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 ::  Abstract
 ::  Basic terminolog...
 ::  Sources of data ...
 ::  Methods for esti...
 ::  Life tables
 ::  Confidence inter...
 ::  References

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REVIEW ARTICLE
Year : 2002  |  Volume : 48  |  Issue : 4  |  Page : 322-6

Attributing death to cancer: cause-specific survival estimation.


Division of Epidemiology and Clinical Research, Regional Cancer Centre, Medical College P.O., Trivandrum - 695 011, India. , India

Correspondence Address:
A Mathew
Division of Epidemiology and Clinical Research, Regional Cancer Centre, Medical College P.O., Trivandrum - 695 011, India.
India
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Source of Support: None, Conflict of Interest: None


PMID: 12571396

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 :: Abstract 

Cancer survival estimation is an important part of assessing the overall strength of cancer care in a region. Generally, the death of a patient is taken as the end point in estimation of overall survival. When calculating the overall survival, the cause of death is not taken into account. With increasing demand for better survival of cancer patients it is important for clinicians and researchers to know about survival statistics due to disease of interest, i.e. net survival. It is also important to choose the best method for estimating net survival. Increase in the use of computer programmes has made it possible to carry out statistical analysis without guidance from a bio-statistician. This is of prime importance in third- world countries as there are a few trained bio-statisticians to guide clinicians and researchers. The present communication describes current methods used to estimate net survival such as cause-specific survival and relative survival. The limitation of estimation of cause-specific survival particularly in India and the usefulness of relative survival are discussed. The various sources for estimating cancer survival are also discussed. As survival-estimates are to be projected on to the population at large, it becomes important to measure the variation of the estimates, and thus confidence intervals are used. Rothman's confidence interval gives the most satisfactory result for survival estimate.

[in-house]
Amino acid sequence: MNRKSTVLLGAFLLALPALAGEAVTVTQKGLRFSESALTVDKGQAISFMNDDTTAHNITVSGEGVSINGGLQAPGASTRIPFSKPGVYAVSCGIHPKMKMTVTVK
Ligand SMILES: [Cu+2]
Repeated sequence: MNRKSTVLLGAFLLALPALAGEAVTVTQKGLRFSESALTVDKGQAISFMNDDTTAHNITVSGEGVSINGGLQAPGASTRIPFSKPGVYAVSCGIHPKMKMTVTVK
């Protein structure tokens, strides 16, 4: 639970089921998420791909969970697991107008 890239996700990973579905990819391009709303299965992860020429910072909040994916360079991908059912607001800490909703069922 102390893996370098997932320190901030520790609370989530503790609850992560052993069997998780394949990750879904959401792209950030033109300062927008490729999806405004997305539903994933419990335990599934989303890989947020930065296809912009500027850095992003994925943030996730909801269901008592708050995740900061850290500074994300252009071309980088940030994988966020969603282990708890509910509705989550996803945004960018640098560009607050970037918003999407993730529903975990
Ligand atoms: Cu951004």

Keywords: Cause of Death, Death Certificates, Human, Life Tables, Neoplasms, mortality,Registries,


How to cite this article:
Mathew A, Pandey M. Attributing death to cancer: cause-specific survival estimation. J Postgrad Med 2002;48:322

How to cite this URL:
Mathew A, Pandey M. Attributing death to cancer: cause-specific survival estimation. J Postgrad Med [serial online] 2002 [cited 2019 Oct 15];48:322. Available from: http://www.jpgmonline.com/text.asp?2002/48/4/322/66


Survival from cancer refers to the time duration from diagnosis to eventual death due to cancer. Survival figures from a population-based study provide the overall effectiveness of cancer care in a region, while the corresponding figures from a hospital-based study provide a summary index of the efficacy of treatment and a sound platform for therapeutic planning.

People with cancer generally experience a much lower overall survival probability than the general population. The overall survival probability for people with cancer is being considered as the result of two components, corresponding respectively to deaths due to disease being studied and to deaths due to all other causes taken together. Thus a net survival can be defined as “the survival, which may occur if the risks of death other than the disease under study are removed from the overall survival”.[1] Analysing the net survival is thus equivalent to the analysis of the excess mortality in the group under study. The point at which net survival levels off represents the percentage of subjects who can be considered to be cured of the cancer under study. The net survival probabilities are useful to make comparisons between subpopulations from the same region or between populations from different regions where the mortality due to other causes may differ such that the comparison of overall survival probabilities might lead to a biased conclusion.

There are a number of methods to estimate overall[2],[3],[4] and net survival probability[5],[6] as well as several ways to estimate confidence intervals for a survival probability.[7],[8],[9],[10],[11] The present paper critically compares various methods currently used for estimating net survival probability and confidence intervals for these probabilities. The advantages and disadvantages of each method are also discussed.


  ::   Basic terminologies for estimating survival Top


For estimating survival probability, a group of individuals with some common morbidity experience is followed up from a well-defined starting date. The starting date varies according to the purpose of the study. Commonly used starting dates in cancer survival estimation are date of first symptom, date of diagnosis, date of first visit to hospital (date of registration) and date of beginning of treatment. As an example, when the survival probability is used to measure the end results of a treatment, date of onset of therapy would be appropriate. For studying the natural history of a particular cancer, date of appearance of first symptom would be suitable as starting date.